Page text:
At present, only one in ten (12%) Americans understand that 90% or more climate scientists have concluded that human-caused climate change is happening. Recent research has found that this public misunderstanding about the degree of scientific consensus is highly consequential: public perceptions of the scientific consensus appear to influence public beliefs that global warming is happening, human-caused and a serious problem that requires public action and legislative support. Our new paper offers some practical recommendations on how to effectively communicate the scientific consensus.
As part of the study, we conducted an experiment testing three popular approaches to communicating the scientific consensus. In the first experimental condition, participants were shown a simple descriptive text message stating that: “97% of climate scientists have concluded that human-caused climate change is happening”. In the second condition, participants were shown a pie chart representing the consensus visually. We also tested a variety of different metaphors to describe the consensus (e.g., “If 97% of doctors concluded that your child is sick, would you believe them? 97% of climate scientists have concluded that human-caused climate change is happening). Participants in the control group did not view any message. Respondents were asked to provide an estimate (0% to 100%) of the degree of scientific consensus on human-caused climate change before (pre) and after (post) viewing the messages.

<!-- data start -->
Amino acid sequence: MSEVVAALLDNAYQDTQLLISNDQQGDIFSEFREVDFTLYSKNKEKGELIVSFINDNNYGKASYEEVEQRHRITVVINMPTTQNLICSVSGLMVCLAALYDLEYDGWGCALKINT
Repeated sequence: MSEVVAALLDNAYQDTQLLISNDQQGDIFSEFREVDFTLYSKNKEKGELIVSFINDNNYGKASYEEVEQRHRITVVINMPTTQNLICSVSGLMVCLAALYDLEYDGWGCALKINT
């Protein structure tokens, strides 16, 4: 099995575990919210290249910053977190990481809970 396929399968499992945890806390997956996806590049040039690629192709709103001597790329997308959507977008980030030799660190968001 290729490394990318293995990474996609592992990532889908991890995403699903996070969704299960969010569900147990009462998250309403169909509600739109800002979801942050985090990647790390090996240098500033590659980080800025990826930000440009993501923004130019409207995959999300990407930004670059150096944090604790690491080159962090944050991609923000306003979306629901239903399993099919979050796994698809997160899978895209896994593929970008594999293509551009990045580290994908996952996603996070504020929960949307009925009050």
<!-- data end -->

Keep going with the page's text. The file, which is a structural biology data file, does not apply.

The experiment found that:
- All three approaches (the descriptive text, pie chart and metaphors) improved public understanding of the degree of scientific consensus;
- Overall, the descriptive text and pie chart were the most effective, increasing consensus-estimates by nearly 20%, with just one exposure;
- The pie chart performed particularly well for all political audiences examined, especially with Republicans.
These results suggest it is possible to improve public understanding of the scientific consensus on climate change in a way that does not trigger political polarization. In particular, our findings suggest that scientists, NGO’s, and policy makers should communicate the scientific consensus using short, simple declarative sentences or simple pie charts. While metaphors can be very useful in conveying complex scientific concepts (like the “greenhouse effect”), for the relatively simple concept of the degree of expert agreement, our results suggest that a short, simple and sticky message is most effective. Ultimately, better communication of the scientific consensus on human-caused climate change can contribute to improved public understanding and engagement with the issue.
Posted with permission from Yale Climate Connections